Max Wasserman

U.S. Sen. Patty Murray discussed keeping the filibuster, among other topics, in Olympia on Wednesday.
Tom Banse / Northwest News Network

Washington Gov. Jay Inslee has a well-worn set of speaking points when it comes to his 2020 presidential campaign: clean energy, clean jobs, a clean economy that works for everyone, and ending fossil fuel subsidies.

Inslee calls these goals the four pillars of his climate change agenda.

As of last week, he’s added a fifth: gutting the filibuster.

Prenters Broughton argues for early release before the state clemency board in Olympia on Thursday, March 7. The board is one of the only ways for long-time inmates to have their sentences reduced or thrown out.
Max Wasserman / Northwest News Network

Prenters Broughton was always getting into trouble as a kid. So, his older sister came up with a nickname for him.

“He was just a little devil,” Alana Ervin, a Tacoma resident, said of her brother. “So PB, just to shorten it up for peanut butter because he’s always in the thick of things.”

Carolina Landa hugs her son, Zach, in their living room before he leaves for school on Monday, Feb. 25, 2019. The two have been living together in the same home in Olympia since 2015.
Shauna Sowersby / The (Tacoma) News Tribune

Carolina Landa’s 12-year-old son has a new obsession: an old Scooby-Doo movie.

It’s part of Zach’s life with autism. He fixates on certain objects — a movie, sometimes food, anything he needs to feel safe — but has difficulty communicating since he’s also nonverbal.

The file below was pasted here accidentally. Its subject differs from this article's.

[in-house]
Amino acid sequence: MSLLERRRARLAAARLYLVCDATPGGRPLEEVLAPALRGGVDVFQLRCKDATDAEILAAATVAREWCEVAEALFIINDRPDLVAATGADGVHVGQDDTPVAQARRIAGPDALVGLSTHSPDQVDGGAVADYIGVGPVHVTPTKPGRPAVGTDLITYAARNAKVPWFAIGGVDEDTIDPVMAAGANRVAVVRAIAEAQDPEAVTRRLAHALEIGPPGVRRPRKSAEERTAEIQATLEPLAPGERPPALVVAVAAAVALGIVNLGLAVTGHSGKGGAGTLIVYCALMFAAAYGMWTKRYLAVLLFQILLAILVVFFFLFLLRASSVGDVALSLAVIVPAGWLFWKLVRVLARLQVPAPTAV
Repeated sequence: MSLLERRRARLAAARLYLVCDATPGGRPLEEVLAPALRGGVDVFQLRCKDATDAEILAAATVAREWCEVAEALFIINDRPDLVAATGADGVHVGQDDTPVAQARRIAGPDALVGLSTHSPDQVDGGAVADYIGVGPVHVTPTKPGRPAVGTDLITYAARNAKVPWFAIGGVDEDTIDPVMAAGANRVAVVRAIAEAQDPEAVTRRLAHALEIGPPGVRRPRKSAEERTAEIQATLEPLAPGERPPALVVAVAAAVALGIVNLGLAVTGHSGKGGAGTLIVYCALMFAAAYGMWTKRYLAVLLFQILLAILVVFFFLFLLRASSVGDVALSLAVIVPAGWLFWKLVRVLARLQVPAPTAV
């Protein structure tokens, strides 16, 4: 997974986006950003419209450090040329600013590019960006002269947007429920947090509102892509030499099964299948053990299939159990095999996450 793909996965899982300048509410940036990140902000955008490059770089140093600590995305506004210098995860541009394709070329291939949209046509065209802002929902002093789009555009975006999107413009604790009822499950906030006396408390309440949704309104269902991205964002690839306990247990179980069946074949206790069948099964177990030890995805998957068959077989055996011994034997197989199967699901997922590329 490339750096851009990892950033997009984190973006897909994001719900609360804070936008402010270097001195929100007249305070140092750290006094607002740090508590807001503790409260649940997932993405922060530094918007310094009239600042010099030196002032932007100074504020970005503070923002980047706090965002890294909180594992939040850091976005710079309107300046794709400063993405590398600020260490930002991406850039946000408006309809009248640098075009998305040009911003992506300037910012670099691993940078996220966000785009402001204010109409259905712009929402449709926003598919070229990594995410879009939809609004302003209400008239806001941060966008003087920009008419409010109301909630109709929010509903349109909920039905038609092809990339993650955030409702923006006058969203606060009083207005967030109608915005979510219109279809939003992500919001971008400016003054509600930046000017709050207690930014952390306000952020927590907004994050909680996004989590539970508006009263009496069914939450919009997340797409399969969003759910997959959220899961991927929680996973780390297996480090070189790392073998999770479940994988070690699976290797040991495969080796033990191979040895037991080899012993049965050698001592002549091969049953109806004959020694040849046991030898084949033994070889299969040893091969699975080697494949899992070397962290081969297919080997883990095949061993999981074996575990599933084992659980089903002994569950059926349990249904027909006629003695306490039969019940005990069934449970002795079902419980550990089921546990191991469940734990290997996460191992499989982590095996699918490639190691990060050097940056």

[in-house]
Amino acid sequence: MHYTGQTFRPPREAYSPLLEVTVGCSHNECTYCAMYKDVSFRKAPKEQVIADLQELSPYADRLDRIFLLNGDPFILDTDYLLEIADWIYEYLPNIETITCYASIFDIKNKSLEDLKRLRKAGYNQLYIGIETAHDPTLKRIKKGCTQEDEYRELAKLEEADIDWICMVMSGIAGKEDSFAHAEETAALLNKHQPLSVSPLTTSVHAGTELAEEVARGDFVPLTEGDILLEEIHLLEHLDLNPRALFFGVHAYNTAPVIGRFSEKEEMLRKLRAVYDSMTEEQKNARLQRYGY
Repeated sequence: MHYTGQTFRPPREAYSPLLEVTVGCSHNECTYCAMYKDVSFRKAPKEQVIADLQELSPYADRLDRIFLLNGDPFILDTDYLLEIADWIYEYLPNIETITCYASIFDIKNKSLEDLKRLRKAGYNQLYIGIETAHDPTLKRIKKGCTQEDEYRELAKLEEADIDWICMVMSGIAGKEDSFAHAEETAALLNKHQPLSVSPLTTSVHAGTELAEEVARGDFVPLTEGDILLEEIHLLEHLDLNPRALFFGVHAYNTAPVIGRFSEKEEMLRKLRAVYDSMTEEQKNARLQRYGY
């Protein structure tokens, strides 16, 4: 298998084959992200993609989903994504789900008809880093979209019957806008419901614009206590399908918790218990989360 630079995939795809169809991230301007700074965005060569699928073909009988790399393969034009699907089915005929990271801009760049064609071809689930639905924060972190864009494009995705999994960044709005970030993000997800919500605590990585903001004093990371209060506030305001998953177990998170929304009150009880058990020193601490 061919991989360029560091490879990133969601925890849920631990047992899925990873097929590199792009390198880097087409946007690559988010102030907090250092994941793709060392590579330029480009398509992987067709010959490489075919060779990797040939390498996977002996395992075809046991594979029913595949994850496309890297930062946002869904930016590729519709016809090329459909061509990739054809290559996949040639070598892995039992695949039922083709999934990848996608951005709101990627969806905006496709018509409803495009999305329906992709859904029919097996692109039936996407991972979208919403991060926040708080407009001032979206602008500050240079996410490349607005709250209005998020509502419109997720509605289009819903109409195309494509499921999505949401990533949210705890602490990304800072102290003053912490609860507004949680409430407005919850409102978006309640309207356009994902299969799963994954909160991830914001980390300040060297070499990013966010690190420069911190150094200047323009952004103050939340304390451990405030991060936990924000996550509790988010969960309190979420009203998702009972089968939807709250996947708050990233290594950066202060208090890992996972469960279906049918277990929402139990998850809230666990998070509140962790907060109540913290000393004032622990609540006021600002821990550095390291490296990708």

Washington House representatives listen to testimony, Thursday, Jan. 24, 2019, before they unanimously voted to approve a code of conduct for the Legislature in Olympia, Wash.
Ted S. Warren / The Associated Press

The handling of sexual harassment in the state Legislature will evolve following a new code of conduct that has already passed one chamber.

The unanimous resolution was passed in the House, and it’s the first bill of the 2019 legislative session to change the chamber’s workplace culture in the wake of the #MeToo movement.

OLYMPIA — Joe Nguyen doesn’t look like your typical lawmaker. He’s the first Vietnamese member in the state Senate. And at 35, he’s one of the youngest.

“People are realizing that I’m a senator and not a staffer,” Nguyen said. But, he added, people do sometimes ask "who do you work for?"